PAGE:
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Fire lookout tower

A fire lookout tower, fire tower or lookout tower, provides housing and protection for a person known as a "fire lookout" whose duty it is to search for fire in the wilderness. The fire lookout tower is a small building usually located on the summit of a mountain, or other high vantage point in order to maximize the viewing distance and range, known as view shed. From this vantage point the fire lookout can see any trace of smoke that may develop, determine the location by using a device known as an Osborne Fire Finder, and call fire suppression personnel to the fire.

The typical fire lookout tower consists of a small room, known as a cab located atop a large steel, or wooden tower, however sometimes natural rock may be used to create a lower platform. In some cases, the terrain makes it possible so there is no need for an additional tower and these are known as ground cabs. Ground cabs are called towers even if they don't have a tower to sit upon.

Although many fire lookout have fallen into disuse as a result of neglect, abandonment, and declining budgets, some fire service personnel have made an effort to preserve older fire towers, arguing that a good set of human eyes watching the forest for wildfire can be an effective and cheap fire safety measure.



The history of fire lookout towers predates the United States Forest Service (which was founded in 1905). Many townships, private lumber companies, and State Foresty organizations operated fire lookout towers on their own accord.

The “Great Fire of 1910”, also known as “The Big Blowup”, burned 3 million acres (12000 km²) through the states of Washington, Idaho and Montana. It is still argued to be the largest forest fire ever during recorded history. The smoke from this fire drifted across the entire country to Washington D.C. - both physically and politically - and it challenged the 5 year old Forest Service to address new policies regarding fire suppression, and the fire did much to create the fire rules, organizations, and policies that we have today. One of the rules as a result of the 1910 fire stated “all fires must be extinguished by 10 AM the following morning”.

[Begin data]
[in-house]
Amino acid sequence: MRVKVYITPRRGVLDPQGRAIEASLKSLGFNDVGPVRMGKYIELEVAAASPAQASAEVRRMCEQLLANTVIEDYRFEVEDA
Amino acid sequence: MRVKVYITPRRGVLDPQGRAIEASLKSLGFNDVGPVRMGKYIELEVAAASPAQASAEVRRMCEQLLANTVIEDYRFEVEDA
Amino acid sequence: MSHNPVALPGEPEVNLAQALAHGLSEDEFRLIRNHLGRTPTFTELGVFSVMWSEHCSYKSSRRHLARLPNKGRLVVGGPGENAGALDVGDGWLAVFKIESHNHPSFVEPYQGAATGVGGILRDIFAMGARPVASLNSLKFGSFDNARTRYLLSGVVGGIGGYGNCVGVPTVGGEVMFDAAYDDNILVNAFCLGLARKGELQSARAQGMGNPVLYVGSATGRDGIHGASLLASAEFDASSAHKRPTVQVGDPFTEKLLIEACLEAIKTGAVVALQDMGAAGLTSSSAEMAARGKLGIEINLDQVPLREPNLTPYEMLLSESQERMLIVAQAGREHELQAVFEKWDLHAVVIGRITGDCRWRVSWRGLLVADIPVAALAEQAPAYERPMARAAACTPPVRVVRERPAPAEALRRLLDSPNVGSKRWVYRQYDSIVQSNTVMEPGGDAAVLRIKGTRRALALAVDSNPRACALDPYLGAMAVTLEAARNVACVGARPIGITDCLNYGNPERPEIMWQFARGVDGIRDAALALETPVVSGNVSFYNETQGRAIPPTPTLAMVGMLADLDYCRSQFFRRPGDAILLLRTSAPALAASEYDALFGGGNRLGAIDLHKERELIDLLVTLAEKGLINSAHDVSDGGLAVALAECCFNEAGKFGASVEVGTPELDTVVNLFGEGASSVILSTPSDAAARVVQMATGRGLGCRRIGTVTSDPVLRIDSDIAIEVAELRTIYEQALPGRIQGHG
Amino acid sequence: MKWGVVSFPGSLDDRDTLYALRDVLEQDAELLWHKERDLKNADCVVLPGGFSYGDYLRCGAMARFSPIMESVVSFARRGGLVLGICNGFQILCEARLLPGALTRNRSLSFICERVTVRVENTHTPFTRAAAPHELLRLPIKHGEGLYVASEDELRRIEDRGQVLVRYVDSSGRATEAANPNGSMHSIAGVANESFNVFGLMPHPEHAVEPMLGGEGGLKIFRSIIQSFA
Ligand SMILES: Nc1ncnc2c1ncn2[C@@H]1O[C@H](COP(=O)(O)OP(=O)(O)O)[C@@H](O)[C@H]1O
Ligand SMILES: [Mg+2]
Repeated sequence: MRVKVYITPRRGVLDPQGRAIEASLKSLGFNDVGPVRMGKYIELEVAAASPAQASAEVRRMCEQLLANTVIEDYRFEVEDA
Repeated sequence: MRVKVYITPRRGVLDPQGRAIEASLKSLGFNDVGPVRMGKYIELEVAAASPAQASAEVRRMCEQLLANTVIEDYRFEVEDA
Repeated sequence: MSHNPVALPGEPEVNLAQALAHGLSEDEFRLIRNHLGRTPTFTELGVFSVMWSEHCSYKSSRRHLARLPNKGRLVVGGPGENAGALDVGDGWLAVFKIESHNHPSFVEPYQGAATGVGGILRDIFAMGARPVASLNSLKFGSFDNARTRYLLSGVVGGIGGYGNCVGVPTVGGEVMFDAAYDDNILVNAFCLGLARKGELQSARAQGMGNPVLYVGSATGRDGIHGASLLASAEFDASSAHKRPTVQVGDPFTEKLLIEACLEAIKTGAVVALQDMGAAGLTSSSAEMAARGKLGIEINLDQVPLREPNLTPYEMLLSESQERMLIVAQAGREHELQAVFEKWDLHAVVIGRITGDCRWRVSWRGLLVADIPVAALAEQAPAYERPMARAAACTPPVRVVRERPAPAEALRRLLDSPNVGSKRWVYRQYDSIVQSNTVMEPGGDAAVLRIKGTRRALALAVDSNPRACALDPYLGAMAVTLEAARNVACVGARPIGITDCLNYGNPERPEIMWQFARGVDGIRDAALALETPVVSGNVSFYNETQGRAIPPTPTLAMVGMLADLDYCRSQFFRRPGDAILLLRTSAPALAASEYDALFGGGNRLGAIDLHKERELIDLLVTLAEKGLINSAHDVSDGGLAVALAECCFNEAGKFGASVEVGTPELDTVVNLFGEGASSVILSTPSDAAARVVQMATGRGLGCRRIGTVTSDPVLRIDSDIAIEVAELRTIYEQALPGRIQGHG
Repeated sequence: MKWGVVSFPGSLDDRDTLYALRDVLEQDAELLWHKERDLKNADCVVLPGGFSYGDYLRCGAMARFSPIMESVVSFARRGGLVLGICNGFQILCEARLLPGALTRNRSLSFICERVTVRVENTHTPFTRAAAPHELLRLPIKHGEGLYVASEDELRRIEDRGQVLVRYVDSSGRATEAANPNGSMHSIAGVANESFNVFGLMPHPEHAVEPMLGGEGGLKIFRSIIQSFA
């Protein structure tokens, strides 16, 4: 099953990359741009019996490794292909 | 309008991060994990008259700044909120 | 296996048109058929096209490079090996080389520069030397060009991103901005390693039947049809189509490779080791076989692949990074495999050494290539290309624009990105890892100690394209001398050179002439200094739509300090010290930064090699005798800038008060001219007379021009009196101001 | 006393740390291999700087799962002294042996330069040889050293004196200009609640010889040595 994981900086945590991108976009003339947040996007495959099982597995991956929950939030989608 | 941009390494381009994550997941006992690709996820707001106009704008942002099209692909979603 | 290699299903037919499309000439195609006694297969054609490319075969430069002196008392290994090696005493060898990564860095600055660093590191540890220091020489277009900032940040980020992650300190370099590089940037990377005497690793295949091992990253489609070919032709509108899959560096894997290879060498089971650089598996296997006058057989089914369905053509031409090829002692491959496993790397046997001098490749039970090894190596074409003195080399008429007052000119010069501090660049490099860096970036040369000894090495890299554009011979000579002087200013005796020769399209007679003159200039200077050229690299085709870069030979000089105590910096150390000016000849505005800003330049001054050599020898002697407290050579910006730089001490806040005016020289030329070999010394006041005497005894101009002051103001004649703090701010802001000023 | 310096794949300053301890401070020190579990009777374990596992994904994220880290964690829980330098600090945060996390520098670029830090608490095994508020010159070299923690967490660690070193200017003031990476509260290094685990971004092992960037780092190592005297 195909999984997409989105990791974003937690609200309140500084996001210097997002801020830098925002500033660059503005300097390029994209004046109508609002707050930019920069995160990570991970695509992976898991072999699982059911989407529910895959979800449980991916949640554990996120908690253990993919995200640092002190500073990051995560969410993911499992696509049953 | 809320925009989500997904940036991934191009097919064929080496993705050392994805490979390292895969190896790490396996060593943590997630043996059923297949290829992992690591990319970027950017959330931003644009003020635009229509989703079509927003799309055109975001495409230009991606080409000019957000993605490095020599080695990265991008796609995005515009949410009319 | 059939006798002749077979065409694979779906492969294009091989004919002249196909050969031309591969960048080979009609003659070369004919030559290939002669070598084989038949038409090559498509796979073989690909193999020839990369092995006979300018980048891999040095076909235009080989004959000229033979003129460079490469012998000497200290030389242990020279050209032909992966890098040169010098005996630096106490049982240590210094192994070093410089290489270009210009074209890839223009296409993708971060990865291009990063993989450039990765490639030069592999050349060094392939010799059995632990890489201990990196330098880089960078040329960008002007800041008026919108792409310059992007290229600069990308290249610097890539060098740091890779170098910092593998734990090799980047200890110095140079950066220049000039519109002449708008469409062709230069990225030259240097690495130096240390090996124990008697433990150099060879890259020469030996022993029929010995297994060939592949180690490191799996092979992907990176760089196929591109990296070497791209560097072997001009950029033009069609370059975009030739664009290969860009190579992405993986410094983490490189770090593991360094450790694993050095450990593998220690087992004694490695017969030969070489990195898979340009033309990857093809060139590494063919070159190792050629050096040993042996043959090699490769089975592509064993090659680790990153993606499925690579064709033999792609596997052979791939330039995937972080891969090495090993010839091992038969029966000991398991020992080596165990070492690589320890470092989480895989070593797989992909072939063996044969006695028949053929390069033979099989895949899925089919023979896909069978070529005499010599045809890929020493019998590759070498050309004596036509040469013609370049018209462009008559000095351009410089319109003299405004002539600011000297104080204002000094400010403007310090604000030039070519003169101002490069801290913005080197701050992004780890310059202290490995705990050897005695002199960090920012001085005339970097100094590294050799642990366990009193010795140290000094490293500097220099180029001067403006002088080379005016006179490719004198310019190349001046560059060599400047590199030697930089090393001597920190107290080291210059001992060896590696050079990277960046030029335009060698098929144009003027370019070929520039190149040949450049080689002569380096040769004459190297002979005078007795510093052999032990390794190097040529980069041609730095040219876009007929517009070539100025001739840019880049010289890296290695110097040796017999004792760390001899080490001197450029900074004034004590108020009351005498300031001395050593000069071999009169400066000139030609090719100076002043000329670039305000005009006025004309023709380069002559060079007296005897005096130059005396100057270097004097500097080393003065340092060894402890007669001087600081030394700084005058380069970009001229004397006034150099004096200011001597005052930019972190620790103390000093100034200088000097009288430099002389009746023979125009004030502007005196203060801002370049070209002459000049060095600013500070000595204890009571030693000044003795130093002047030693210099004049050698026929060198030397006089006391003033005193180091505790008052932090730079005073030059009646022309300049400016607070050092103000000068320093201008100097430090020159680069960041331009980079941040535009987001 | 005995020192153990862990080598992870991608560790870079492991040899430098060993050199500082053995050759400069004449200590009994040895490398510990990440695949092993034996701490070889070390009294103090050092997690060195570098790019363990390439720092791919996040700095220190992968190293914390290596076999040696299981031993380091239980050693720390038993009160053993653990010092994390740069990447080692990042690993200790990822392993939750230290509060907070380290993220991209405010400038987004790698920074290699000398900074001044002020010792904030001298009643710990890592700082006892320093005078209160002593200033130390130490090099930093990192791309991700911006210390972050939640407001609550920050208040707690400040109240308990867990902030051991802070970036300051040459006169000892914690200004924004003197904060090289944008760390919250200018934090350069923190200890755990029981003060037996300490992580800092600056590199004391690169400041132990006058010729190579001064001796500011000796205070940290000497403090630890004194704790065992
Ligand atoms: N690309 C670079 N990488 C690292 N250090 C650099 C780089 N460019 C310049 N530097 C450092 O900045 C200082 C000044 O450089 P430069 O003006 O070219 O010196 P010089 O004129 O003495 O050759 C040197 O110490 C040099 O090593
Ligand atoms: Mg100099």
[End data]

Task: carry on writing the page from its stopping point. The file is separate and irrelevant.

To prevent and suppress fires, the U.S. Forest Service made another rule that townships, corporations and States would bear the cost of contracting fire suppression services, because at the time there was not the large Forest Service Fire Department that exists today.

As a result of the above rules, early fire detection and suppression became a priority. Towers would be built across the country. In 1933, during the Great Depression, President Franklin Delano Roosevelt formed the “Civilian Conservation Corps” consisting of young men and veterans of World War One. It was during this time that the CCC set about building fire lookout towers, and access roads to those towers. By the late 1930’s there were about 8,000 towers in the United States.

The golden age of fire lookout towers was from 1930 through 1950. During World War II fire lookouts were assigned additional duty as Enemy Aircraft Spotters, especially on the West Coast of the United States.